Today in History:

71 Series I Volume XVI-I Serial 22 - Morgan's First Kentucky Raid, Perryville Campaign Part I


to the letter as I understood them. I am informed the loss of the brigade was between 700 and 800 killed and wounded. Have not yet seen official report.

Question. How far to the right was the army?

General Gilbert's corps, on the Springfield road, could be readily seen with the naked eye. I do not think the Springfield road was more than a mile from my position. There was a battery on my right, on a wooded eminence, probably a quarter of a mile distant, but there was no infantry between my right and the battery.

Question. Which way was the wind blowing?

I remember that when a barn near the right of the Third Ohio was fired by the enemy's shells the whole line was almost enveloped in smoke. The wind must have been, I think, a southerly wind; it blew from right to left of my line.

Question. Was it known that the enemy was in force at Perryville?

That I do not know. I remember meeting General McCook in the morning, and that the General remarked there would be fun before night or some remark to that effect.

Question. With the exception of Gilbert's column were you not aware of the positions of the other corps?

I was not.

Question. You had no knowledge of the force of the enemy?

Nothing definite.

Question. When you were taken prisoner could you form any estimate of the numbers of the enemy?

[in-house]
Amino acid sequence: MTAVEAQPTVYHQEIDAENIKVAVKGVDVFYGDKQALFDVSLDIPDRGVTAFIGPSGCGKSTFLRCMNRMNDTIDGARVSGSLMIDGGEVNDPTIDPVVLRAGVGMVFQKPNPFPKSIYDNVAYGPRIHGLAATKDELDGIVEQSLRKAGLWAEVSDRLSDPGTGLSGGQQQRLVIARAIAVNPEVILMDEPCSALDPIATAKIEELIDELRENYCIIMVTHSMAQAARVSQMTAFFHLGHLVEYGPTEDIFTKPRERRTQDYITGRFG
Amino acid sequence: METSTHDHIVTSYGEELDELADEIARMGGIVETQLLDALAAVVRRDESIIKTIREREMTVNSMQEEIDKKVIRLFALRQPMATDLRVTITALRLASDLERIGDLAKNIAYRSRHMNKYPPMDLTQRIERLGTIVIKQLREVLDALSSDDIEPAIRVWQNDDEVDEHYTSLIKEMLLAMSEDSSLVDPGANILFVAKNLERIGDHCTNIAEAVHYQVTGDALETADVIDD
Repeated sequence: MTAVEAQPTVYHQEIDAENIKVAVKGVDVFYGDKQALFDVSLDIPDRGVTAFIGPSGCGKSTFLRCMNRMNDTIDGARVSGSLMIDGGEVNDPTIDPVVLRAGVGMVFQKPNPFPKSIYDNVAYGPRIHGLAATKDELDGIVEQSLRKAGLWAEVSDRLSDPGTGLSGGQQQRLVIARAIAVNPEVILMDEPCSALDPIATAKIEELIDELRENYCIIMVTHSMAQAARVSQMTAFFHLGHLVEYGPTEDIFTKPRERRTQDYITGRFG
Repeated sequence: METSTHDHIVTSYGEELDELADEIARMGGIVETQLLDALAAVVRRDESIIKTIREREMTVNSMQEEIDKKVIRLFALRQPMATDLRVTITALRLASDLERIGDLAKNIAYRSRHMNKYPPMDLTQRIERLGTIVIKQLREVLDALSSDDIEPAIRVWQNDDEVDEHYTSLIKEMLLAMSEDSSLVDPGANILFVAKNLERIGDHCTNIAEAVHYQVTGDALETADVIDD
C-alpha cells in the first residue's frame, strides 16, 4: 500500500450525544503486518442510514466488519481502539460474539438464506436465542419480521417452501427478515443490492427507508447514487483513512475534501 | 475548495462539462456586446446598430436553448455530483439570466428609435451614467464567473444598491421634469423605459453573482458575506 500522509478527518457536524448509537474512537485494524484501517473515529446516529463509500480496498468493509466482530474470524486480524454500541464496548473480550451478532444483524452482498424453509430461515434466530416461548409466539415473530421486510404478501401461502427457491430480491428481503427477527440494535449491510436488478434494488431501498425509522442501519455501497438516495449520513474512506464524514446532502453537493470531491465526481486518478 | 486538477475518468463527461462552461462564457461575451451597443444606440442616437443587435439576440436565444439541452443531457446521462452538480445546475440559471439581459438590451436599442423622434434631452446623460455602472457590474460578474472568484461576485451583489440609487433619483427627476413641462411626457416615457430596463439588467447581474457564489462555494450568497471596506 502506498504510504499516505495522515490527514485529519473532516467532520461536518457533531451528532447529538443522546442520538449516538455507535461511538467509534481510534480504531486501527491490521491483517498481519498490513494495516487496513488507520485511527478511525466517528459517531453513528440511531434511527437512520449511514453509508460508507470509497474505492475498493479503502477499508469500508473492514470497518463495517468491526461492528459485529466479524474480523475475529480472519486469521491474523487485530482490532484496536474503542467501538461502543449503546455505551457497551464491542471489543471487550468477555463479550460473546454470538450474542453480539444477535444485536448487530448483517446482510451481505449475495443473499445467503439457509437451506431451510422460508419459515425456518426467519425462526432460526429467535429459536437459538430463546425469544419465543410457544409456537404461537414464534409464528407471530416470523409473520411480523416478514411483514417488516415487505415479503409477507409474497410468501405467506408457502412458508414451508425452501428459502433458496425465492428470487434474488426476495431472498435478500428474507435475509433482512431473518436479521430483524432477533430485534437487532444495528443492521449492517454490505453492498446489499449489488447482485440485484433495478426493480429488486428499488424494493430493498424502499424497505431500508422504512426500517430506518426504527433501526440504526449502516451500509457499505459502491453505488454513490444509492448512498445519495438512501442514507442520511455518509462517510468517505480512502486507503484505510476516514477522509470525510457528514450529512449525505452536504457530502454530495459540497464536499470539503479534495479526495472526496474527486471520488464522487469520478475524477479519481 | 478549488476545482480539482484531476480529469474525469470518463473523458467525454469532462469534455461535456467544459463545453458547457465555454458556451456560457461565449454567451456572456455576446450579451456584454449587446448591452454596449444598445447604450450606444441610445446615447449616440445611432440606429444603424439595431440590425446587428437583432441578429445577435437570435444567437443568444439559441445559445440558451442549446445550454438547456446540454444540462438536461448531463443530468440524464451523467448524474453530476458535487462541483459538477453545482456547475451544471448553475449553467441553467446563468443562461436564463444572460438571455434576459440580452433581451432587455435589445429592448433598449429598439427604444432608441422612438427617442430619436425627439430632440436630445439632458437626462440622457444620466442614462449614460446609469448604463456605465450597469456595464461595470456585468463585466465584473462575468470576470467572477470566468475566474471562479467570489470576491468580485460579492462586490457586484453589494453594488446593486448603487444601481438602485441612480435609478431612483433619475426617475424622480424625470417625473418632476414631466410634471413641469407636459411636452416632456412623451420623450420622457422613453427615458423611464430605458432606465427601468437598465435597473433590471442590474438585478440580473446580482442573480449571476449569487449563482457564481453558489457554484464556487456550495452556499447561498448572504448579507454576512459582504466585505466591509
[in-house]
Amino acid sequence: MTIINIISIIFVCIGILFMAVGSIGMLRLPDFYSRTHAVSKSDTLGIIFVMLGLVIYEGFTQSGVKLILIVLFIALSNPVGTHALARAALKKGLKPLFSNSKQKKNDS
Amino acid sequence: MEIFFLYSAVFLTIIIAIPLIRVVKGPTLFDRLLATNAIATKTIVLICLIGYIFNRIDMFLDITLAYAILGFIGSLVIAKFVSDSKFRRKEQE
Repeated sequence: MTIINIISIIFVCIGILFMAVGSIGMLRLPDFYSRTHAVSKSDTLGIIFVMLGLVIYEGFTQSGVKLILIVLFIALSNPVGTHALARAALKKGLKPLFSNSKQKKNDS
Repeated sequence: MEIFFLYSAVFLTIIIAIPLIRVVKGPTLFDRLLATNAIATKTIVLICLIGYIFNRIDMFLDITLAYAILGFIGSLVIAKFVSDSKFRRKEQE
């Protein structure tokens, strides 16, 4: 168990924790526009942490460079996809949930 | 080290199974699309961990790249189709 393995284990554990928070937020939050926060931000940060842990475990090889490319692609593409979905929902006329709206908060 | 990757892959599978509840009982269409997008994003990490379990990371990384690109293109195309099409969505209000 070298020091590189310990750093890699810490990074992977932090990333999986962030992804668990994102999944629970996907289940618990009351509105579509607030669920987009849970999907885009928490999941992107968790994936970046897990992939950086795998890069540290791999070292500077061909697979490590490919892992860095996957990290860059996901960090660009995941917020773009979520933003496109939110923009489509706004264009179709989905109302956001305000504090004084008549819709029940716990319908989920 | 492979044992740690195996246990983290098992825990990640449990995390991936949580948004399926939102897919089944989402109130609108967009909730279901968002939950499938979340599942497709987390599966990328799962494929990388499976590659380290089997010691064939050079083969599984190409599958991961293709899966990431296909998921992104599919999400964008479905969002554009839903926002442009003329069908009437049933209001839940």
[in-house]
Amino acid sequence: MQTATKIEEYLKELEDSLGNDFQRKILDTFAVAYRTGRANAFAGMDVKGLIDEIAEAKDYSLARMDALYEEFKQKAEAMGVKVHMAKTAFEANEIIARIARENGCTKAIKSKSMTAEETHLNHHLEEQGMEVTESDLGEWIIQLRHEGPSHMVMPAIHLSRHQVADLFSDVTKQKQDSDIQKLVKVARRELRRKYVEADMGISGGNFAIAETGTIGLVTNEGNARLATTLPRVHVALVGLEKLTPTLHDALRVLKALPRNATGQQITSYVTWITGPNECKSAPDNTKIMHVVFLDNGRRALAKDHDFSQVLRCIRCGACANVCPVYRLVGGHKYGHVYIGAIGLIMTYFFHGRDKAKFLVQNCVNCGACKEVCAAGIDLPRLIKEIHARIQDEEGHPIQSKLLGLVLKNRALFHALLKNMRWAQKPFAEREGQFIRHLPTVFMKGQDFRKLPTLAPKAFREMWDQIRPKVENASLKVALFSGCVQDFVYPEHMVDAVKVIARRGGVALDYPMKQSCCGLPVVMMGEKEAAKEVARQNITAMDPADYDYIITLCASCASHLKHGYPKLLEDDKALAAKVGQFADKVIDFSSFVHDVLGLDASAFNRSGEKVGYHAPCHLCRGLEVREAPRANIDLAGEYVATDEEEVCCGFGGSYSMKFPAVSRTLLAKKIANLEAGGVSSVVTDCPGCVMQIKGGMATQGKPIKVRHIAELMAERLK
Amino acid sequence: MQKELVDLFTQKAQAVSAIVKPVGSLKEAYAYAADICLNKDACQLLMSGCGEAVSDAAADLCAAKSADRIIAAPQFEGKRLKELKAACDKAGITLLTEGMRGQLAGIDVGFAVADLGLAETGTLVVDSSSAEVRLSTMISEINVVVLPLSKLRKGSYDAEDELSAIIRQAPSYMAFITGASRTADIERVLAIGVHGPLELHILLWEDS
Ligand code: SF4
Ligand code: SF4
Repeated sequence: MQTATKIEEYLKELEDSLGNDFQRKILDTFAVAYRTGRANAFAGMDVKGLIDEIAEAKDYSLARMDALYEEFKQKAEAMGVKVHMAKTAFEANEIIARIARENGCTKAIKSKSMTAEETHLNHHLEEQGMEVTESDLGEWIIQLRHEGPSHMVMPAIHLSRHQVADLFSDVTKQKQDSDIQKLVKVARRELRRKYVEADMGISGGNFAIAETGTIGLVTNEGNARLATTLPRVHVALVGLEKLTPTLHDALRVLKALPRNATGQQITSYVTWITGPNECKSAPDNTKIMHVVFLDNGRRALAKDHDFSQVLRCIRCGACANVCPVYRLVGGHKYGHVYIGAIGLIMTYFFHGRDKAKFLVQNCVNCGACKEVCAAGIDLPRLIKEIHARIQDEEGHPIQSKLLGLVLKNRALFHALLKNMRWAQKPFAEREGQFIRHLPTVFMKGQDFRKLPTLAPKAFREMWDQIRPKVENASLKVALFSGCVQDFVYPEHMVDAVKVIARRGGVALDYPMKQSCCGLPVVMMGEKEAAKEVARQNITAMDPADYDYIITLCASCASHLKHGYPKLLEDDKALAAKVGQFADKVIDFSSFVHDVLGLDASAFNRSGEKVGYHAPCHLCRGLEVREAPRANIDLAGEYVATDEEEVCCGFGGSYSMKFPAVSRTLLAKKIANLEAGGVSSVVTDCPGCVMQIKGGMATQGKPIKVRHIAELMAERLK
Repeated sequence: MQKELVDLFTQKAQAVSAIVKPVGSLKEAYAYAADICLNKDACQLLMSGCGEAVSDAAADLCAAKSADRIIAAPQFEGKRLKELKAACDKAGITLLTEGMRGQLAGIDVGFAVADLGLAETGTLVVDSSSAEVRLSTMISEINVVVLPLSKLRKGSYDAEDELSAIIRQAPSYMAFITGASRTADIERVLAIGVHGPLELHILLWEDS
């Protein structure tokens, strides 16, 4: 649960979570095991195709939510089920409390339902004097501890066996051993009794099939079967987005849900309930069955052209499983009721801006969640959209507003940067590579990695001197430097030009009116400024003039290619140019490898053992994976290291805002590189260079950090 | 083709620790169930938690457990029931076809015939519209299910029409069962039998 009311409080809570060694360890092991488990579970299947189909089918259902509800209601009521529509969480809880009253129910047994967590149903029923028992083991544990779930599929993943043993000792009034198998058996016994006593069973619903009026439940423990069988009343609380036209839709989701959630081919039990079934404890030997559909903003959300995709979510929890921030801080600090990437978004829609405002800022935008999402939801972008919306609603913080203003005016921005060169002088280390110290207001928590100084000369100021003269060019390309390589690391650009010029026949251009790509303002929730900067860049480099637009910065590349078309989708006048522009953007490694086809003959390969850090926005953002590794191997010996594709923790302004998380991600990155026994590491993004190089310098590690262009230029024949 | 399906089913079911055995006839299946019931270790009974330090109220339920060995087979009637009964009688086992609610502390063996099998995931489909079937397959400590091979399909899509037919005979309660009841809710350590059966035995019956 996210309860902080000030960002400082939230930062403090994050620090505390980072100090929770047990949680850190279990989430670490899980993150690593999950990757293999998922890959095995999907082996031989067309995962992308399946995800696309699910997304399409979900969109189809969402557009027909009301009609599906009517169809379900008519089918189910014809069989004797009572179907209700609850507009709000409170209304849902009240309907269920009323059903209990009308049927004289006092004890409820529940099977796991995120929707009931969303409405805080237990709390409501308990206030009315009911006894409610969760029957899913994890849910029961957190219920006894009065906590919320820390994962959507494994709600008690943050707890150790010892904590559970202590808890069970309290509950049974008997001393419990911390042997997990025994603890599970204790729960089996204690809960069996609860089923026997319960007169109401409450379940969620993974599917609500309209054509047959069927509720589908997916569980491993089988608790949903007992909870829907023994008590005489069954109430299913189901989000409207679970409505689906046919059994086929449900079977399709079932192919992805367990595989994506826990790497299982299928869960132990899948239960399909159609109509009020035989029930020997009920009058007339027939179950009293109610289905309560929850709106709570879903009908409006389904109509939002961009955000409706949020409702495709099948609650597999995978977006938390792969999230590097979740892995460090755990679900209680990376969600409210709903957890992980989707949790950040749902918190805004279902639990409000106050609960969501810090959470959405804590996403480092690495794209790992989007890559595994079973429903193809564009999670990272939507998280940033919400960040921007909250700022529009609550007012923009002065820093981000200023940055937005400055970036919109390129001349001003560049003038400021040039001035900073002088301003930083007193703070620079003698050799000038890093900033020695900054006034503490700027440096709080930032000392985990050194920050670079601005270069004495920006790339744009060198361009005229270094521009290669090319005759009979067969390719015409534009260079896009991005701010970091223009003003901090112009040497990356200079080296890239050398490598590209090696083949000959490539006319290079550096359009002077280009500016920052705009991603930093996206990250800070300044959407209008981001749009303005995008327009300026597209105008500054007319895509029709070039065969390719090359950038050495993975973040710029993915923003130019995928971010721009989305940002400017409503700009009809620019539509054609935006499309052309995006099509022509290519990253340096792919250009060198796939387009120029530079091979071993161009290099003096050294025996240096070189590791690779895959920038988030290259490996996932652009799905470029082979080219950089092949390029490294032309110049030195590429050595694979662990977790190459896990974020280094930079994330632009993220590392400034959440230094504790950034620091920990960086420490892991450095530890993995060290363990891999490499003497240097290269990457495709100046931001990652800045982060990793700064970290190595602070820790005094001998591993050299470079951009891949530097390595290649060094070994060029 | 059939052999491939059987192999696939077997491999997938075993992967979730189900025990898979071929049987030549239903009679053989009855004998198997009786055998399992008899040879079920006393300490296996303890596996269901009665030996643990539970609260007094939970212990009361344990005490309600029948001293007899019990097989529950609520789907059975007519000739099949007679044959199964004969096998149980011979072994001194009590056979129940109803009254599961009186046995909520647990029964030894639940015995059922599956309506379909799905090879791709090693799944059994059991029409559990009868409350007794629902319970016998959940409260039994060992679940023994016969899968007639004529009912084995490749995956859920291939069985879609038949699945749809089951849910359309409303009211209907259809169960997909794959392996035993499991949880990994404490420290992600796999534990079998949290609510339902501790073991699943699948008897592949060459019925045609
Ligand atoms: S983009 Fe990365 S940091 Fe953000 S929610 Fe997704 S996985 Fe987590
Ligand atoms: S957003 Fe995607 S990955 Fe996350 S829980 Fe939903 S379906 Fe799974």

I could not.

Question. Did you know their line of retreat, what roads they went by, where their force lay, and where they arrived that night?

I have some delicacy in testifying to these points under the terms of my parole. I can state that I was very much surprised that we were not re-enforced that day, and also that no advance was made the next morning.

Question. What reason can you give that prevents you answering these questions?

My impression is that there is a provision in the terms of the parole "that I shall not reveal anything that I might have discovered within the line of the enemy." I therefore decline to testify on these points.

Question. How many days were you in the hands of the enemy?

The battle was fought on Wednesday, the first week of October. I was paroled the next day, and returned to our lines on Friday night and immediately reported at General Buell's headquarters.

Question. Where were General Buell's headquarters?

They were on the Harrodsburg pike, beyond the position we occupied, near the road. When I returned I was in a buggy; I returned by way of Danville.

Question. Where were you at the time you received your parole?

I was at Harrodsburg.

Question. For how long were the men provided with provisions?

They had provisions for three days.

Question. During the battle the men threw away their haversacks, sometimes their knapsacks. Had you noticed anything of the kind in your corps?

I did not observe that they did so; I noticed that they were very cool.

Question. When you were at headquarters did you see General Bragg?

I was not at the headquarters of the enemy.